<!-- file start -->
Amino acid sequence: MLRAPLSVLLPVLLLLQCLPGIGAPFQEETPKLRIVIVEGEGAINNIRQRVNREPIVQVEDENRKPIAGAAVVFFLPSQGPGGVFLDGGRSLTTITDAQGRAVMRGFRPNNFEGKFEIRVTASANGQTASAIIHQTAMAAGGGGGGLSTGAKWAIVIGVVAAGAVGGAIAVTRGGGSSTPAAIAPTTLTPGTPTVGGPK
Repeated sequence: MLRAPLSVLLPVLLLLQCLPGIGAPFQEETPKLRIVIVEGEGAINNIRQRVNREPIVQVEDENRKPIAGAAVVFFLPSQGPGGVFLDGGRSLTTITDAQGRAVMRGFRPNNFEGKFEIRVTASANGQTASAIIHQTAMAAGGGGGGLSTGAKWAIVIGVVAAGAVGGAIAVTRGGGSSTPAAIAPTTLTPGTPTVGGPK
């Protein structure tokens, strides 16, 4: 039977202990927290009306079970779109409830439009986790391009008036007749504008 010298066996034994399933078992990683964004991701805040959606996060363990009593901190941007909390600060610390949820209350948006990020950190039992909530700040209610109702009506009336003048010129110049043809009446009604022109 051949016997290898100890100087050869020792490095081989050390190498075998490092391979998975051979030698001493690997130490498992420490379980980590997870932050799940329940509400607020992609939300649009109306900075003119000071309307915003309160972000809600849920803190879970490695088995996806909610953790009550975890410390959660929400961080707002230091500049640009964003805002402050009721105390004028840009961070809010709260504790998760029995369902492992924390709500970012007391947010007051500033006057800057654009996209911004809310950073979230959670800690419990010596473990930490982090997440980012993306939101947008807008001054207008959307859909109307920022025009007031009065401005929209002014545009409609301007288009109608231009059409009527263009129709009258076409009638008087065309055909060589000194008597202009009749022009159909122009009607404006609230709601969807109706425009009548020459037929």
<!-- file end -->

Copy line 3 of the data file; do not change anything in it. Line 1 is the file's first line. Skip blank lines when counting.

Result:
């Protein structure tokens, strides 16, 4: 039977202990927290009306079970779109409830439009986790391009008036007749504008 010298066996034994399933078992990683964004991701805040959606996060363990009593901190941007909390600060610390949820209350948006990020950190039992909530700040209610109702009506009336003048010129110049043809009446009604022109 051949016997290898100890100087050869020792490095081989050390190498075998490092391979998975051979030698001493690997130490498992420490379980980590997870932050799940329940509400607020992609939300649009109306900075003119000071309307915003309160972000809600849920803190879970490695088995996806909610953790009550975890410390959660929400961080707002230091500049640009964003805002402050009721105390004028840009961070809010709260504790998760029995369902492992924390709500970012007391947010007051500033006057800057654009996209911004809310950073979230959670800690419990010596473990930490982090997440980012993306939101947008807008001054207008959307859909109307920022025009007031009065401005929209002014545009409609301007288009109608231009059409009527263009129709009258076409009638008087065309055909060589000194008597202009009749022009159909122009009607404006609230709601969807109706425009009548020459037929």